I’m a big fan of Tim Powers’ The Anubis Gates. On Stranger Tides is the book he wrote immediately following that one, and it has all the classic hallmarks of a Powers book: A protagonist who walks through hell to emerge a changed man on the other side; a fantastic setting made real through a depth and breadth of research; a tightly-constructed plot; deftly-handled magical elements; and the degree of brutality one expects when fairly normal people are thrown into such nasty life-and-death situations. For all that, it’s not a great book, but it is solidly entertaining.
The operative theme here is “pirates”, as our hero – John Chandagnac – is on a ship in the Caribbean that’s captured by pirates. These being the early days of the 18th century (that’s three hundred years ago, for those keeping score at home), he’s pressed into their service, “service” in this case being to help the famous pirate Blackbeard assist a mad professor, Benjamin Hurwood, and his even madder doctor, Leo Friend, travel to Florida in search of a focus of magic energy. Chandagnac is rechristened Jack Shandy by the pirates, and he learns about sea travel and survival among this clutch of fairly amoral men.
Powers’ characters always have unique backgrounds, but that doesn’t always make them fully-realized characters. Shandy was a puppeteer, and is travelling to Jamaica to try to wrest his father’s inheritance from his uncle, but he’s really a pretty flat character. Okay, he does have a certain sense of nobility and honor which is both sorely tested and which gets him into profound trouble, but isn’t that true for many heroes? He falls in love with Hurwood’s daughter, Beth, but Beth is almost a nonentity as a character. Their attraction to each other never feels very plausible, either, as they don’t really know each other, and it feels like just a too-blatant instance of love at first sight. So it’s hard to take too seriously Shandy’s ongoing quest to save Beth.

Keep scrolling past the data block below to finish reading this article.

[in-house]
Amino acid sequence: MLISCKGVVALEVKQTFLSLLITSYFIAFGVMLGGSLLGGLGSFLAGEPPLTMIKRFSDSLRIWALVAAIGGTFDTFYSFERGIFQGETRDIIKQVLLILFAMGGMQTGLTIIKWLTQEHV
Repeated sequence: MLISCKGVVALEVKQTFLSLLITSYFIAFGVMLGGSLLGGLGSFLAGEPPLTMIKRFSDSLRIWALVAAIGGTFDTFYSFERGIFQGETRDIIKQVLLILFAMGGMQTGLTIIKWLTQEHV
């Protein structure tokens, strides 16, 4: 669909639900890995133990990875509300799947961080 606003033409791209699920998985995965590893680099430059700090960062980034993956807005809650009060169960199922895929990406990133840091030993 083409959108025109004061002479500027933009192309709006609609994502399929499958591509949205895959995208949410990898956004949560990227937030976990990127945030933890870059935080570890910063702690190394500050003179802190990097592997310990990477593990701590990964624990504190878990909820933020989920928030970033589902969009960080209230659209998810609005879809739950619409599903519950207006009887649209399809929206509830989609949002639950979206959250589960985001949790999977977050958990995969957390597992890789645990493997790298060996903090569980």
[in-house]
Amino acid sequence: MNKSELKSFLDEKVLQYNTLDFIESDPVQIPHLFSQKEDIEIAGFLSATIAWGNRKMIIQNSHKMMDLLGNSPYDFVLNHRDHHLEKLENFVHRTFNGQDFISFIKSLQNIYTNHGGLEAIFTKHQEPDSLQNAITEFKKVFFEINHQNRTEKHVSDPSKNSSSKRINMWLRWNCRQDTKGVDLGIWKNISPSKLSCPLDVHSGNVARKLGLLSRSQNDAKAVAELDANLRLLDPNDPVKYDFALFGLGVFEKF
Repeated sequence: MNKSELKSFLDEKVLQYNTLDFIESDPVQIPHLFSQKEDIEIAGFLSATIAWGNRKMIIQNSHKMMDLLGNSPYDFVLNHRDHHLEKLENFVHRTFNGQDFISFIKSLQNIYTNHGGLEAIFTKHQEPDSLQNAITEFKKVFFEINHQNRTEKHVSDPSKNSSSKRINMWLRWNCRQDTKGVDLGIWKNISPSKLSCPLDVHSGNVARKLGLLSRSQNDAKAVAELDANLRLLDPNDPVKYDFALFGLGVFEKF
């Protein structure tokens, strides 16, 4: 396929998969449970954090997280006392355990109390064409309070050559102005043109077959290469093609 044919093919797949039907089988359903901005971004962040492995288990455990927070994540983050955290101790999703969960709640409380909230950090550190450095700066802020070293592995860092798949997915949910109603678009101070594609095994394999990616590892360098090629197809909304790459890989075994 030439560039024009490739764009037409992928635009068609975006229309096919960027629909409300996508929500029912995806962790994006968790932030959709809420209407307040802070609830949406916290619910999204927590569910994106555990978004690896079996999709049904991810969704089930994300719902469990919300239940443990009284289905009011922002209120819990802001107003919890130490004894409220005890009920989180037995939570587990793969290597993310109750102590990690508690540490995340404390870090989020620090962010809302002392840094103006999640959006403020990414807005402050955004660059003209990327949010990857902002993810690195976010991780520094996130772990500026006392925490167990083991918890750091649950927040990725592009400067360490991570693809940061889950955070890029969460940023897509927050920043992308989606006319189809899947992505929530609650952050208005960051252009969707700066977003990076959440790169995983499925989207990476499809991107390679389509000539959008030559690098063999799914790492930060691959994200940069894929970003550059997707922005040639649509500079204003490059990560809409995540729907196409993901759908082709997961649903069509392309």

It’s the villains who really make the story: Hurwood is obsessed with trying to bring his wife back from the dead, and has a gruesome plan to accomplish this. Friend is a despicable figure who’s just looking to gain personal power. And Blackbeard, well, is a notorious pirate with a clever plan for effecting his retirement as the age of pirates is driving to a close. Blackbeard is the most fun of these, as he’s more self-confident and even humorous at times. All three are deeply threatening, though, and Beth is caught in the middle of all of their designs, so, by extension, Shandy is too.
Powers’ drawing of pirate culture is arresting, and it seems he did plenty of research on pirates of the age and of Blackbeard’s exploits (confirmed and rumored) in particular, although I imagine that aspect of the book would be more rewarding to someone who’s also a pirate aficionado (unlike myself). There are some cool references to better-known people and places, too.
The story’s biggest weaknesses are the bits that aren’t fully explained, or that don’t seem truly plausible. Aside from the what I’ve already mentioned: Hurwood suffers flashbacks to his youth, for no apparent reason. Magic is thrown around a little too lightly, with even some of the also-ran pirates being proficient in it for some reason. Sometimes Powers substitutes his characters being unable to fully control their magic in place of a proper framework within which the magic seems believable.
But there’s plenty of action and adventure, and that’s what carries the book. Despite it’s flaws, it’s better than a “nice try”, and is a solidly entertaining read.